Whatever kept drawing him back to the debris field attached itself to him like a parasitic shadow, like a whole new part of him. It had been six years since Ismene reluctantly donned his radiation suit and stepped within the sites boundaries for the first time. A part of him liked to think that if he knew what he knew now, he would never have agreed to be a part of the team to explore the twisted and burned remains of the alien craft. The other part of him, the weaker part, knew that was a lie.
He dressed alone, his well practiced hands mindlessly unkinking hoses and tightening valves connecting his suit to the life sustaining tanks mounted on his back. It didn’t seem like too long ago that his wife had to be the one to dress him for expeditions, his hands too shaky to yank up on the zipper. Now preparing for his last, her help was no longer necessary, but was deeply missed.
Amber made him promise that day to come back to her; he did come back, but only so he could go back into the debris field over and over and over again. It was all he could think about, slowly pushing her away until the day she stopped sending him off with a hug and welcoming him back with a kiss. That was his wake up call. In that moment of bitter loneliness he wrote himself a note, Don’t choose it over her; that was three years ago. The resolution had gone unfulfilled, but the note hadn’t left his pocket ever since like a tainted good luck charm. He tapped his pocket as if to make sure it was still there and marched his way to the front gate.
An aggressive fog hung low in the air, swallowing what little light managed to break through the atmosphere to reach the surface. At least a dozen other men and women funneled in front of the massive black bars as they waited impatiently for the alarm to signal its recession. These were once his coworkers, some even his friends, but now they were nothing. Just another face getting between him and the call of the nucleus beckoning him to save it from the rubble. The weight of its call had been too much for Ismene to bear. He was going to achieve relief one way or another, weather that be succeeding what he had failed to do for years, or adding his body to the numerous others who will be forever calling the debris field their final resting place.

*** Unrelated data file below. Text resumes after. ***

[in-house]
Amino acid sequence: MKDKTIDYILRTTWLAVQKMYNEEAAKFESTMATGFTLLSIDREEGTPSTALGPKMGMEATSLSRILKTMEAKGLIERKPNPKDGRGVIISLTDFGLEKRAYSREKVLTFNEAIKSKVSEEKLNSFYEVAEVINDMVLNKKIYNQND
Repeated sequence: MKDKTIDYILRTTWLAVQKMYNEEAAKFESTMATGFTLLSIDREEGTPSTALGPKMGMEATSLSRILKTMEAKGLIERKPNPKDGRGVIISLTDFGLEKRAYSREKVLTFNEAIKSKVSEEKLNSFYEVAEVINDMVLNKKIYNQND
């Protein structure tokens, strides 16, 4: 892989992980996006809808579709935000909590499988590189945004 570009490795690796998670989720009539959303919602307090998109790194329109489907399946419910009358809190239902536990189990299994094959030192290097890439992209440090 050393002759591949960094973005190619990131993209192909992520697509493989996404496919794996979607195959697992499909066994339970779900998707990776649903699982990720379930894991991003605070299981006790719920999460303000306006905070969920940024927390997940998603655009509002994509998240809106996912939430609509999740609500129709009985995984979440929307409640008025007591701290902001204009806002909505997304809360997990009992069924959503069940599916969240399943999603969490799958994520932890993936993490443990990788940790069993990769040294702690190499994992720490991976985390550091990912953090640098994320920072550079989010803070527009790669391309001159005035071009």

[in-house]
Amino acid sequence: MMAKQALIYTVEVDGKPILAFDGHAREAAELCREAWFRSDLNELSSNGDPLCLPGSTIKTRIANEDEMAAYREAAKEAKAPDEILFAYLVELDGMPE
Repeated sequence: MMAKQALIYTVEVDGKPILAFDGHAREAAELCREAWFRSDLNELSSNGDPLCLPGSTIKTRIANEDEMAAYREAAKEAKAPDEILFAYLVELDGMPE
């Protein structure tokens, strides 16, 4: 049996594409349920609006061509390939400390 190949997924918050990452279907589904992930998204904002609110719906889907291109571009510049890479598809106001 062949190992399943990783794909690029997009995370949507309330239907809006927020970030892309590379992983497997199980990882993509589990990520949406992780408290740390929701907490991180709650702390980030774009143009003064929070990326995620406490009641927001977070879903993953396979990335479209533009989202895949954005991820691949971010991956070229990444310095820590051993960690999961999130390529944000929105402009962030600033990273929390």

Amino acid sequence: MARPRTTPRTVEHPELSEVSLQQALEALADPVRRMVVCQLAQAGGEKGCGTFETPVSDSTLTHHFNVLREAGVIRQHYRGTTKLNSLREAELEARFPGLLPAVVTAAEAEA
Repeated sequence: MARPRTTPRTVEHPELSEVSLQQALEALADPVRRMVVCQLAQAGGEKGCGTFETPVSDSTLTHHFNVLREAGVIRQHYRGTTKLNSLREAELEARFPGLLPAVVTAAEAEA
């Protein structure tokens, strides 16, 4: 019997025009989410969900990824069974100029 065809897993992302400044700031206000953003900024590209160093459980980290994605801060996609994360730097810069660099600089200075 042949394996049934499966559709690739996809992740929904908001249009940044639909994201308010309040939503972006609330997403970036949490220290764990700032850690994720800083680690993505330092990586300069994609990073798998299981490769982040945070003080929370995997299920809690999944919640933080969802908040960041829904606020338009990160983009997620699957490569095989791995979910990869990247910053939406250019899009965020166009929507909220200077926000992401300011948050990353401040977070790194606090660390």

The gate standing in his way burrowed deep into the ground, allowing the group of identical nameless suits to stampede forward like a herd of cattle. Headlamps led the way as they all spread out to take their own path, paths they had not yet tread themselves, but ones that he already had. Ismene watched them all rush towards disappointment as he had countless times. His own two feet and eyes had scoured every inch of this god forsaken mountain of rust. All except for one; the barren crater tucked beneath the ships surprisingly still intact main hull. He wasn’t the first to realize that it had to be there, he surely won’t be the last, but he could be the first to make it there and back alive.
The landscape morphed from the beautiful ridges of metal melted into the shapes of abstract sculptures that even Michelangelo couldn’t replicate into a steep decline of nothing but loose dirt after hours of hiking. The Geiger counter on his wrist had been maxed out for the past twenty to twenty five minutes. The oxygen tanks read seventy eight percent full, yet every breathe was ragged and shallow. His legs felt as though they had been drained of their blood and replaced with liquid lead. Now he understood why he saved this place for last, but he wished he would have had the guts to come here first.